He came to Columbia to study art, but it was the city that made Joseph Citro an artist.
“Painting in Columbia reminds me of the ideal isolation van Gogh must’ve felt, living in Arles, while everyone else lived in Paris,” says Citro, 26.
Citro, who considers himself an American artist, says Columbia has the artistic and cultural resources of a city, but the serenity of the country. That’s why he chooses to stay here, a place where he can get a better sense of America, rather than relocate to an artworld mecca like New York.
Citro said Columbia provides him with the privacy and calmness he needs to produce his acrylic, watercolor and oil paintings. His paintings are abstract, but he draws his choice of colors from the sprawling landscapes of central Missouri.
Like Citro, singer/songwriter Sheryl Clapton finds Columbia is a perfect place for her music. Clapton draws on the history of the Midwest for her distinctly American folk-rock. After she attended the Lewis and Clark reenactments at Huntsdale this past summer, she said she was inspired to write historical ballads. “Harvest Moon Dance,” for example, tells the story of families getting together in autumn and having a dance in the country. The two young protagonists in the song fall in love and get married.
Clapton also points to events such as the Columbia Heritage Festival as sources of inspiration, where the wide spectrum of time and culture “bring together what makes America strong.”
It’s not mid-Missouri history, but rather the diversity of Columbia that affects singer and guitarist Thom Howard. The city’s international flavor has inspired him to take musical paths that he might not have otherwise traveled. After being offered a regular gig at Café Ole and then at Dali’s, Howard incorporated Spanish music into his repertoire. Because the city is home to MU faculty and students from all over the world, Columbia challenges him to vary his music.
The college-town atmosphere of Columbia, home to MU, Stephens College and Columbia College, adds much diversity to the art scene in Columbia. This lends variety to the constantly changing culture.
“It gives back a fresh influence to artists, keeping the town young” Citro says.
MU supplies a vast audience, Howard says, allowing for performances at different kinds of venues, such as The Blue Note and Music Cafe. The overflow of students offers up a dependable audience with active social lives and some money to spend, as well as providing a breeding ground for new musical talent. The faculty and staff also have the time and money “to eat out and go see shows,” Howard says.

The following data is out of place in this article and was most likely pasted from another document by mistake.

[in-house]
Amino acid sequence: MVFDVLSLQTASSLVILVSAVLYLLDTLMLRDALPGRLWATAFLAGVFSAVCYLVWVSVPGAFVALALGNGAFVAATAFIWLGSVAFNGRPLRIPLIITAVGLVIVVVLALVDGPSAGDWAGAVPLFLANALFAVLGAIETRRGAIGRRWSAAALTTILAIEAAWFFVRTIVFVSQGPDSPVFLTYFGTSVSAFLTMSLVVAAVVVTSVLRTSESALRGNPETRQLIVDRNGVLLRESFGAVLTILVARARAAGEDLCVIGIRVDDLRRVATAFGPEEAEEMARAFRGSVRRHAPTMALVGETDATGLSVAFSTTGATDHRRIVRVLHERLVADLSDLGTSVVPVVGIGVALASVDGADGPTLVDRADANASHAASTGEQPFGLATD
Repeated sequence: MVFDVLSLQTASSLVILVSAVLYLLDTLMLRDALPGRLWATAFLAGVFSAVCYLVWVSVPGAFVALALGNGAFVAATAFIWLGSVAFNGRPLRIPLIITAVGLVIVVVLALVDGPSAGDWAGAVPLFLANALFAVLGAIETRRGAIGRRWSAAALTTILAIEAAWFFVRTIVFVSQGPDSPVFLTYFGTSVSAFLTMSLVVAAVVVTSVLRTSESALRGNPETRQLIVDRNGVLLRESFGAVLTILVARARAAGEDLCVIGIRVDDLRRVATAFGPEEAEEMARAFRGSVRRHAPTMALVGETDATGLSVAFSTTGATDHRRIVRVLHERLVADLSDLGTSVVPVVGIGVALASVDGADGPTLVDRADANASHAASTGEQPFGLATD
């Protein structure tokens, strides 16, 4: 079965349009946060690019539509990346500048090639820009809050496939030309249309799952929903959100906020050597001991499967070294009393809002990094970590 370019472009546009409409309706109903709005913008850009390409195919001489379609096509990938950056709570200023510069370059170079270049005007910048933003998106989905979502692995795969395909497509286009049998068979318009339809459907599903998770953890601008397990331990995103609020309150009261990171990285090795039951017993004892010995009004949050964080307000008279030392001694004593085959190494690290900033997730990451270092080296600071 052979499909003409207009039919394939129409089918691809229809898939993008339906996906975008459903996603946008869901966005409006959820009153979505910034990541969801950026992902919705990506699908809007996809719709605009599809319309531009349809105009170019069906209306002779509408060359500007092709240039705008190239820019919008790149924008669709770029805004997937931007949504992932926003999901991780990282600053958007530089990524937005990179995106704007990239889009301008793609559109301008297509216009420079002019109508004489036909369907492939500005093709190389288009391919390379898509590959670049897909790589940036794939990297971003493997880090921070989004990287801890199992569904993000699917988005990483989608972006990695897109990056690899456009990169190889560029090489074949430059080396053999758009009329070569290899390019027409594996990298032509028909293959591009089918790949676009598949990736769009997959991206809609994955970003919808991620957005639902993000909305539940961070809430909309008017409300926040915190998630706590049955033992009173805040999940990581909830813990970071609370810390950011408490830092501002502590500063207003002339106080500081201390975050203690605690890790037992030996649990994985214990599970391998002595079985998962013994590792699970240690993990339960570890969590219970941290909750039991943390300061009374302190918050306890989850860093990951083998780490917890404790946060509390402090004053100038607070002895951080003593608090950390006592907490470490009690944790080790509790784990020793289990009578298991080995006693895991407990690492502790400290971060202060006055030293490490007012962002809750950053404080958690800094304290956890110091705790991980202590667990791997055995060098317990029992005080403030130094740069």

Clapton also says having a university close by keeps the music open and new. “Young artists are always welcomed,” she says. She likes the small, intimate venues that really allow the artists to connect with the audience.
The education community here helped Jane Domke, a local glass artist, fulfill her dream. Domke, 55, began her art career relatively late in life, after taking a stained glass art class at the University Craft Studio. After seeing all of the “pretty glass,” she said she realized what potential there is in glass art. She focused her energies on stained glass for two years, then took a class on jewelry making through the Columbia Adult Education Program. That’s when she turned her attention to glass fusing, which is what she specializes in today.
Although Columbia inspires some artists, some say that making a living here isn’t always easy. Citro spends between $200 and $400 a week on supplies and works a minimum of 40 hours a week on his paintings. In the past year, he’s spent close to $30,000 to $40,000 on supplies. He sells a painting about once every three or four months for between $600 and $2,500, which allows him to pay his rent, eat and buy supplies.
Mary Benjamin, a partner at Bluestem Crafts, has found that the artists she works with “support themselves very well” in Columbia. They do it through sales at art fairs and local galleries. The idea is to seek out different kinds of marketing.
“Those who persevere and explore make it,” she says.
Domke says there wasn’t much of a market for glass art in Columbia when she began; the market was dominated by glass jewelry. Domke credits galleries such as Bluestem, Columbia Art League and Poppy, which began displaying her larger glass pieces, for expanding the market and contributing to her growing success.
“They have been extremely supportive,” she says.
The city of Columbia is also supportive of the arts. The Columbia Office of Cultural Affairs organizes arts and crafts festivals such as First Night Columbia, the Columbia Festival of the Arts, the Heritage Festival, Twilight Festival and the “We Always Swing” Jazz Series.
“A chunk of the local government is dedicated to fostering the arts and keeping the quality of the arts up,” Howard says.